The middle of the ocean looks set to provide some respite for Koko and her crew as we hit episode five of Jormungand (assuming, of course, that the Lagoon Company don't show up) - however, it proves to be anything but, particularly for Jonah as another aspect of his past catches up to him.
Initially however, it seems to be Koko herself who is the most concerned by the news she receives, becoming surprisingly flustered and ensuring that Jonah is hidden away as she finds herself visited by a rather special guest - her elder brother Caspar, who also happens to be an arms dealer. While these two siblings shoot the breeze with talk of Chinese Triads and so on, Jonah is kept well away from Caspar - that is, until an ill-timed toilet break brings the two into contact with one another, and all Hell breaks loose.
It turns out that this isn't the first time Caspar and Jonah have met - a revelation that throws us well and truly into flashback territory and Jonah's time as a child solider. Living alongside a group of orphans in the "care" of the local military, Jonah loses his cool when one of his number is taken away and used as a human "minesweeper" by a visiting arms dealer. Swearing vengeance, Jonah tools up and almost literally decimates the place, killing everyone in his path before getting his sweet revenge on his intended target. The trouble is, the man in question is an employee of Caspar's, and although his boss is largely unperturbed by losing one of his men he does seem intent upon teaching Jonah a lesson - or is it simply a test before handing off this child soldier into the care of his sister?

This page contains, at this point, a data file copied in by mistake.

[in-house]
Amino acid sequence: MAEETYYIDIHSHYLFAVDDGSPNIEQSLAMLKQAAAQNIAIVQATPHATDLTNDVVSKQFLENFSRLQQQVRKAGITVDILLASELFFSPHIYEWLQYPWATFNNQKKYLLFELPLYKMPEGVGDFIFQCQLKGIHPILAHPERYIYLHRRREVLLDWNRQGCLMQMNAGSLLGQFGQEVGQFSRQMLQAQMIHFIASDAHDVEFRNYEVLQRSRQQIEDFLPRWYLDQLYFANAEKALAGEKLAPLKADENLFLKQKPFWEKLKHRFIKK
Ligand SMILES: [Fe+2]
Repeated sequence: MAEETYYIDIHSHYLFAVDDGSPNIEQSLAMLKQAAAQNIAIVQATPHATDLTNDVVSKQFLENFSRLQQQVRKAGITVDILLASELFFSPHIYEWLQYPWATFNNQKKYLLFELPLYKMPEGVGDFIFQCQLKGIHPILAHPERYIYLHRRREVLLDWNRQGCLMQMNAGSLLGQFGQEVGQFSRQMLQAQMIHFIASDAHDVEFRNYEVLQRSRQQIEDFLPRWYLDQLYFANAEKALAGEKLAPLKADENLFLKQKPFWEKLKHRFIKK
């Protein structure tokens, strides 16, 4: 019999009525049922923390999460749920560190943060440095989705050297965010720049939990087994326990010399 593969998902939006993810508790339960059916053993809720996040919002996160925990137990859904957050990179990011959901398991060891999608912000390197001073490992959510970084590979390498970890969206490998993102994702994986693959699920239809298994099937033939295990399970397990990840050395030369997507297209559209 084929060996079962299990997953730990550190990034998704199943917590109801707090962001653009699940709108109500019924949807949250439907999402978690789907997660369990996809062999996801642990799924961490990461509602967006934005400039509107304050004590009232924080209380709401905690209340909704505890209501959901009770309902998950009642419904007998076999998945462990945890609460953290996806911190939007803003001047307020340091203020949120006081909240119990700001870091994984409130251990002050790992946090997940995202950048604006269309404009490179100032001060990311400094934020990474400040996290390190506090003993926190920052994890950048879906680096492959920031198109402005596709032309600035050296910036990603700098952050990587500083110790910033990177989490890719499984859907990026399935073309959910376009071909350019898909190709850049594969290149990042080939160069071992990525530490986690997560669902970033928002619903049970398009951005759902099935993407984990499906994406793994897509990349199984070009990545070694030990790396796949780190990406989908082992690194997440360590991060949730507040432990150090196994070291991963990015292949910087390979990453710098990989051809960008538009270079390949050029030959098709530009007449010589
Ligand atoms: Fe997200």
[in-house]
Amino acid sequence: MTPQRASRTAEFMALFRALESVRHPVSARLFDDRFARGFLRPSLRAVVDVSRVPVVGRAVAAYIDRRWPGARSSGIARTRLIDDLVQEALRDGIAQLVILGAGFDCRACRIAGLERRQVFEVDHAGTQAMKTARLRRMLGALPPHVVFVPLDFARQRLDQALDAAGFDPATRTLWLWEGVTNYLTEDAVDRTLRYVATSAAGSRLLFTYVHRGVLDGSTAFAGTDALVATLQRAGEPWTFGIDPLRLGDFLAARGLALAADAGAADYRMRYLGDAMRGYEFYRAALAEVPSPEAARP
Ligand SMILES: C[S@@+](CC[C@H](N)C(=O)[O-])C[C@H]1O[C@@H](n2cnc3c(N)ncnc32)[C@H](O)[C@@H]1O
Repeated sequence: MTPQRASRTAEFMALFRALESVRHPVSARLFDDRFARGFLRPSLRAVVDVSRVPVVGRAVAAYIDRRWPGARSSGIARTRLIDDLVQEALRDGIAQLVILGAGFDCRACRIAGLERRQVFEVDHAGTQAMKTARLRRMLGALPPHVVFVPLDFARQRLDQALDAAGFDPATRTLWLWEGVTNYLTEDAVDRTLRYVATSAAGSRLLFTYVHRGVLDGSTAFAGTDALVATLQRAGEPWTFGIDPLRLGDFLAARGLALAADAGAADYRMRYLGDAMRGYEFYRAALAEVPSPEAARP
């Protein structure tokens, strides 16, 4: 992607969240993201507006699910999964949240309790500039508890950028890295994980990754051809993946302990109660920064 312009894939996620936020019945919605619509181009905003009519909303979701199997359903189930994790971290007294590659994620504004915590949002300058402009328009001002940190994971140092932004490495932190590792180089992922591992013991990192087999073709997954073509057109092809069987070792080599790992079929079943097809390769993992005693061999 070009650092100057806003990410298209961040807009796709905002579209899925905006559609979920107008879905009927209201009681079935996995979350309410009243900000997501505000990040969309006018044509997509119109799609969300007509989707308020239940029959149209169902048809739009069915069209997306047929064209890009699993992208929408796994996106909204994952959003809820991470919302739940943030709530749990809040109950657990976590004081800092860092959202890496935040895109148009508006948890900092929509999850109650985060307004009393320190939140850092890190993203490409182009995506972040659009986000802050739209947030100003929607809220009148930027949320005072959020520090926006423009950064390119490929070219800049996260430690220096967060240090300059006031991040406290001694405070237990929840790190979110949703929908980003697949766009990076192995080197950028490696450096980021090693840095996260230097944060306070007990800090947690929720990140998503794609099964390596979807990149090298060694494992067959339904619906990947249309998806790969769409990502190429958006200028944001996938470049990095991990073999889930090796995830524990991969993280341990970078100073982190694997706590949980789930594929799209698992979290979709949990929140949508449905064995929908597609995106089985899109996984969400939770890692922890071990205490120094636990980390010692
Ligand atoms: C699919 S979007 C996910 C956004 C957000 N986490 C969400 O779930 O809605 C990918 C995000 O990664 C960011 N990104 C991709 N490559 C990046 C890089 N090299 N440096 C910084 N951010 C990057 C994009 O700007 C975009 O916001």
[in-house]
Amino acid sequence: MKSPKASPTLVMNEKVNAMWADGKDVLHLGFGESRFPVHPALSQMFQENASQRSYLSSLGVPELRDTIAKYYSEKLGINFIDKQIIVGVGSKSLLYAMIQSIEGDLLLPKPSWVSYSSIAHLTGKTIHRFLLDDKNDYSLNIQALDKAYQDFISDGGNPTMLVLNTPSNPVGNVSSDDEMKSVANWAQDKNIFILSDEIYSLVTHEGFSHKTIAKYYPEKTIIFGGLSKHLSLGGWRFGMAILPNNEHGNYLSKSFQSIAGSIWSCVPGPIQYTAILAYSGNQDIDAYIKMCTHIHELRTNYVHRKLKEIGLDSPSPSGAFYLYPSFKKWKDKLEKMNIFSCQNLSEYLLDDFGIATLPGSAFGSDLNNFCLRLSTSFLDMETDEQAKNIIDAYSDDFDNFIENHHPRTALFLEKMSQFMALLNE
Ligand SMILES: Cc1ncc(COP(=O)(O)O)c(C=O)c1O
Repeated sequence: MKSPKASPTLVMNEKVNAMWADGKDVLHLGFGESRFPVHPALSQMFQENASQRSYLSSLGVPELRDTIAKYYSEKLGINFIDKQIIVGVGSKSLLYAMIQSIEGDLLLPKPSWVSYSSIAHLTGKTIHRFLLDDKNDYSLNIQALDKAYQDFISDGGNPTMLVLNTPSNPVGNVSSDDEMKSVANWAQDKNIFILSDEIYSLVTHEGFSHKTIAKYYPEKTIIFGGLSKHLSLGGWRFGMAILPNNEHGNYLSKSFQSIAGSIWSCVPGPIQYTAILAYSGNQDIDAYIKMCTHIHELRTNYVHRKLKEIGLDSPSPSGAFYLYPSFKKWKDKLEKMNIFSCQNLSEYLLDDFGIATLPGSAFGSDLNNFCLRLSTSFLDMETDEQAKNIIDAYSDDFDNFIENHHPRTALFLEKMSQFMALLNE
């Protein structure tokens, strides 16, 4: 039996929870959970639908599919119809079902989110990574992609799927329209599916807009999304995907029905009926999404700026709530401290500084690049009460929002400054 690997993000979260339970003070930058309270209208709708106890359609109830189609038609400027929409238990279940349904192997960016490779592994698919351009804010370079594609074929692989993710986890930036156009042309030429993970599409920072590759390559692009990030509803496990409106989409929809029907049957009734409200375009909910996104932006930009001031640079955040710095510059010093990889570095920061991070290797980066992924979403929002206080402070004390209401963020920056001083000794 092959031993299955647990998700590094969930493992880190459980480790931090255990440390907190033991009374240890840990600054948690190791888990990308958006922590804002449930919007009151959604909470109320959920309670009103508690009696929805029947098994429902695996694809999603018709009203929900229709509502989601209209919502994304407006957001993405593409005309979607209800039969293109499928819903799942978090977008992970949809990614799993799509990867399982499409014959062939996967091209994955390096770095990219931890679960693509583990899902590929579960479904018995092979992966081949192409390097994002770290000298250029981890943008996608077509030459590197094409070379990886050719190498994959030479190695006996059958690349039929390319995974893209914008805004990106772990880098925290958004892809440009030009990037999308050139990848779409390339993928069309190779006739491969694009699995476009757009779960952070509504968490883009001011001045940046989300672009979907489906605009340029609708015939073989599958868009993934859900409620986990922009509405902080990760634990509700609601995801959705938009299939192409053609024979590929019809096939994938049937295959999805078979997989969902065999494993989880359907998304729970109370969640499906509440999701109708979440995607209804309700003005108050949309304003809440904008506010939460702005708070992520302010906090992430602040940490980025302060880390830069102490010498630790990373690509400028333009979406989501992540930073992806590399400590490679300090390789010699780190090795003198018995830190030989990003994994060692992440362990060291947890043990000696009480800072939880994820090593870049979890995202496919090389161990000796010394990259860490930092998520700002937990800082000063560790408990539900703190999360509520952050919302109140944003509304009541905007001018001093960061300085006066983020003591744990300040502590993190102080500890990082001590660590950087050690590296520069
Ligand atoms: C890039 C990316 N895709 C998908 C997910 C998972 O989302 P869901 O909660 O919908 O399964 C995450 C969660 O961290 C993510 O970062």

The one feeling that I couldn't really shake throughout this episode of Jormungand was just how contrived it was in setting us up for its flashback into Jonah's past, introducing Koko's brother and explaining the link between Jonah and the two siblings. Beyond my irritation with this, I have to admit that there's a pretty solid episode to be found here - it's intensely disturbing it its depiction of children being used and abused in a war zone (as it should be), to the point where even Jonah's "Rambo moment" is unsettling to watch (again, as it should be) which makes for a powerful viewing experience at times and should be largely commended for the way it's handled here. In a way this makes its fumbled "wrapping" feel even more frustrating, but as long as the candy inside is tasty enough I guess I can let it pass on this occasion.